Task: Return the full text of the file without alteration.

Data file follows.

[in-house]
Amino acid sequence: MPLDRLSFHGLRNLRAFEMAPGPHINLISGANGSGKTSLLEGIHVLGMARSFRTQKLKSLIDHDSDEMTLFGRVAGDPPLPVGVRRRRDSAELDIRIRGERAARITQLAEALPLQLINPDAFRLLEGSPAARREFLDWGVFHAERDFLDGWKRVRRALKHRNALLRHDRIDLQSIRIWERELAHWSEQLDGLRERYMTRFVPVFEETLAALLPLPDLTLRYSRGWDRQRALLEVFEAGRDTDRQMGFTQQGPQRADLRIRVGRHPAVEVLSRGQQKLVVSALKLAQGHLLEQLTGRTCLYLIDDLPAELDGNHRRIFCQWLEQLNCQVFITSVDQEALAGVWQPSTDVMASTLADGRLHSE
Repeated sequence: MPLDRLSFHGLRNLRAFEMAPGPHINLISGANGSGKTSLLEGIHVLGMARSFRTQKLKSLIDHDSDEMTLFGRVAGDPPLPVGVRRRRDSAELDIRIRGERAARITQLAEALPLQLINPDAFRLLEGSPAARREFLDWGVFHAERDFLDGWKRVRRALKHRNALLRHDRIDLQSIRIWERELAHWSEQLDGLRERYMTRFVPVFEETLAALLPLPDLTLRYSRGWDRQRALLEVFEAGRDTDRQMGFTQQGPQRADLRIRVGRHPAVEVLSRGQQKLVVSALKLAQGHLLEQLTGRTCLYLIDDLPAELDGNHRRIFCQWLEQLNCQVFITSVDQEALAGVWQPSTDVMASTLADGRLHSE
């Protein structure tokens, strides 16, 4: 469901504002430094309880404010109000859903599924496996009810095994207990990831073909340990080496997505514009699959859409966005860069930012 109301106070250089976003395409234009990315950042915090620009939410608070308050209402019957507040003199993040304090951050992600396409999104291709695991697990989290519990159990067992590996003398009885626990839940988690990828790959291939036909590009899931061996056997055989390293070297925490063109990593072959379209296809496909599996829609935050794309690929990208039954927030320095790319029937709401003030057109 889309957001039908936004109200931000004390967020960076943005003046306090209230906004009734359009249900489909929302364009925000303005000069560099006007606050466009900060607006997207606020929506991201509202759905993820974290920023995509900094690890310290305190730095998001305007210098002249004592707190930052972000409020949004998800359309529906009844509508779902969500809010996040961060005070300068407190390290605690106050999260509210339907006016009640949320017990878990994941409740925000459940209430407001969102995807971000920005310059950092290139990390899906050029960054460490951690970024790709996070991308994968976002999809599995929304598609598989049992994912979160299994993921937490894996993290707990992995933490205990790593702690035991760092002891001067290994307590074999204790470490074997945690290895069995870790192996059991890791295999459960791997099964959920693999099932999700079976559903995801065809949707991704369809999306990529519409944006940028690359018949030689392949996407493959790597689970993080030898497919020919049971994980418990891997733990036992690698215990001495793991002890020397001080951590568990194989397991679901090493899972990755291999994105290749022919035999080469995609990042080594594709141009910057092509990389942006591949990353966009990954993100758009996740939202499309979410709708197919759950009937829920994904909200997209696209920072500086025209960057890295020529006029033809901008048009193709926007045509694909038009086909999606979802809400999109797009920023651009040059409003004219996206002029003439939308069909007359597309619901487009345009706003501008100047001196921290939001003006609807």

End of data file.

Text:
[in-house]
Amino acid sequence: MPLDRLSFHGLRNLRAFEMAPGPHINLISGANGSGKTSLLEGIHVLGMARSFRTQKLKSLIDHDSDEMTLFGRVAGDPPLPVGVRRRRDSAELDIRIRGERAARITQLAEALPLQLINPDAFRLLEGSPAARREFLDWGVFHAERDFLDGWKRVRRALKHRNALLRHDRIDLQSIRIWERELAHWSEQLDGLRERYMTRFVPVFEETLAALLPLPDLTLRYSRGWDRQRALLEVFEAGRDTDRQMGFTQQGPQRADLRIRVGRHPAVEVLSRGQQKLVVSALKLAQGHLLEQLTGRTCLYLIDDLPAELDGNHRRIFCQWLEQLNCQVFITSVDQEALAGVWQPSTDVMASTLADGRLHSE
Repeated sequence: MPLDRLSFHGLRNLRAFEMAPGPHINLISGANGSGKTSLLEGIHVLGMARSFRTQKLKSLIDHDSDEMTLFGRVAGDPPLPVGVRRRRDSAELDIRIRGERAARITQLAEALPLQLINPDAFRLLEGSPAARREFLDWGVFHAERDFLDGWKRVRRALKHRNALLRHDRIDLQSIRIWERELAHWSEQLDGLRERYMTRFVPVFEETLAALLPLPDLTLRYSRGWDRQRALLEVFEAGRDTDRQMGFTQQGPQRADLRIRVGRHPAVEVLSRGQQKLVVSALKLAQGHLLEQLTGRTCLYLIDDLPAELDGNHRRIFCQWLEQLNCQVFITSVDQEALAGVWQPSTDVMASTLADGRLHSE
């Protein structure tokens, strides 16, 4: 469901504002430094309880404010109000859903599924496996009810095994207990990831073909340990080496997505514009699959859409966005860069930012 109301106070250089976003395409234009990315950042915090620009939410608070308050209402019957507040003199993040304090951050992600396409999104291709695991697990989290519990159990067992590996003398009885626990839940988690990828790959291939036909590009899931061996056997055989390293070297925490063109990593072959379209296809496909599996829609935050794309690929990208039954927030320095790319029937709401003030057109 889309957001039908936004109200931000004390967020960076943005003046306090209230906004009734359009249900489909929302364009925000303005000069560099006007606050466009900060607006997207606020929506991201509202759905993820974290920023995509900094690890310290305190730095998001305007210098002249004592707190930052972000409020949004998800359309529906009844509508779902969500809010996040961060005070300068407190390290605690106050999260509210339907006016009640949320017990878990994941409740925000459940209430407001969102995807971000920005310059950092290139990390899906050029960054460490951690970024790709996070991308994968976002999809599995929304598609598989049992994912979160299994993921937490894996993290707990992995933490205990790593702690035991760092002891001067290994307590074999204790470490074997945690290895069995870790192996059991890791295999459960791997099964959920693999099932999700079976559903995801065809949707991704369809999306990529519409944006940028690359018949030689392949996407493959790597689970993080030898497919020919049971994980418990891997733990036992690698215990001495793991002890020397001080951590568990194989397991679901090493899972990755291999994105290749022919035999080469995609990042080594594709141009910057092509990389942006591949990353966009990954993100758009996740939202499309979410709708197919759950009937829920994904909200997209696209920072500086025209960057890295020529006029033809901008048009193709926007045509694909038009086909999606979802809400999109797009920023651009040059409003004219996206002029003439939308069909007359597309619901487009345009706003501008100047001196921290939001003006609807």